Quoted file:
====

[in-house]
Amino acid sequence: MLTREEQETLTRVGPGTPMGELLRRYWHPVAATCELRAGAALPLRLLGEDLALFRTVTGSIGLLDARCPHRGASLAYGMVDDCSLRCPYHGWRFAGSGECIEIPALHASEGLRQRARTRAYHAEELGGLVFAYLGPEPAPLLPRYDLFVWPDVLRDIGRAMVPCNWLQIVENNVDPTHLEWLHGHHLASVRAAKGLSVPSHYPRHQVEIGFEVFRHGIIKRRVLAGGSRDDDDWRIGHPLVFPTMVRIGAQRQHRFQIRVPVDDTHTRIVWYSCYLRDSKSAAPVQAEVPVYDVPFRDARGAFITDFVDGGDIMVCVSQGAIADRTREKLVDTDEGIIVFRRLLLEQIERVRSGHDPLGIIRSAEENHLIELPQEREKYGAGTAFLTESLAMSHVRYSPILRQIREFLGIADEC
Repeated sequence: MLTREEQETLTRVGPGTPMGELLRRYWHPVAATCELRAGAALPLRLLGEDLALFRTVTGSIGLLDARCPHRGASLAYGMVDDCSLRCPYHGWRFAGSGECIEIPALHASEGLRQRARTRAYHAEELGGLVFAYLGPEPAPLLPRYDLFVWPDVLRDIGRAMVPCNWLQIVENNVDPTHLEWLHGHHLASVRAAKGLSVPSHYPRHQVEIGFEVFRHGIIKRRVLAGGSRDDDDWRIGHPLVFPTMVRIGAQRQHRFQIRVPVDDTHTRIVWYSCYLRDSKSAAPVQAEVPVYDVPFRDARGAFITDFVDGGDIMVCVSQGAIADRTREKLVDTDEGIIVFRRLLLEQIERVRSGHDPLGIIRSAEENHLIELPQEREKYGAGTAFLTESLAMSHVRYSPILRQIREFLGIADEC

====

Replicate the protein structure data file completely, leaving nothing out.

[in-house]
Amino acid sequence: MLTREEQETLTRVGPGTPMGELLRRYWHPVAATCELRAGAALPLRLLGEDLALFRTVTGSIGLLDARCPHRGASLAYGMVDDCSLRCPYHGWRFAGSGECIEIPALHASEGLRQRARTRAYHAEELGGLVFAYLGPEPAPLLPRYDLFVWPDVLRDIGRAMVPCNWLQIVENNVDPTHLEWLHGHHLASVRAAKGLSVPSHYPRHQVEIGFEVFRHGIIKRRVLAGGSRDDDDWRIGHPLVFPTMVRIGAQRQHRFQIRVPVDDTHTRIVWYSCYLRDSKSAAPVQAEVPVYDVPFRDARGAFITDFVDGGDIMVCVSQGAIADRTREKLVDTDEGIIVFRRLLLEQIERVRSGHDPLGIIRSAEENHLIELPQEREKYGAGTAFLTESLAMSHVRYSPILRQIREFLGIADEC
Repeated sequence: MLTREEQETLTRVGPGTPMGELLRRYWHPVAATCELRAGAALPLRLLGEDLALFRTVTGSIGLLDARCPHRGASLAYGMVDDCSLRCPYHGWRFAGSGECIEIPALHASEGLRQRARTRAYHAEELGGLVFAYLGPEPAPLLPRYDLFVWPDVLRDIGRAMVPCNWLQIVENNVDPTHLEWLHGHHLASVRAAKGLSVPSHYPRHQVEIGFEVFRHGIIKRRVLAGGSRDDDDWRIGHPLVFPTMVRIGAQRQHRFQIRVPVDDTHTRIVWYSCYLRDSKSAAPVQAEVPVYDVPFRDARGAFITDFVDGGDIMVCVSQGAIADRTREKLVDTDEGIIVFRRLLLEQIERVRSGHDPLGIIRSAEENHLIELPQEREKYGAGTAFLTESLAMSHVRYSPILRQIREFLGIADEC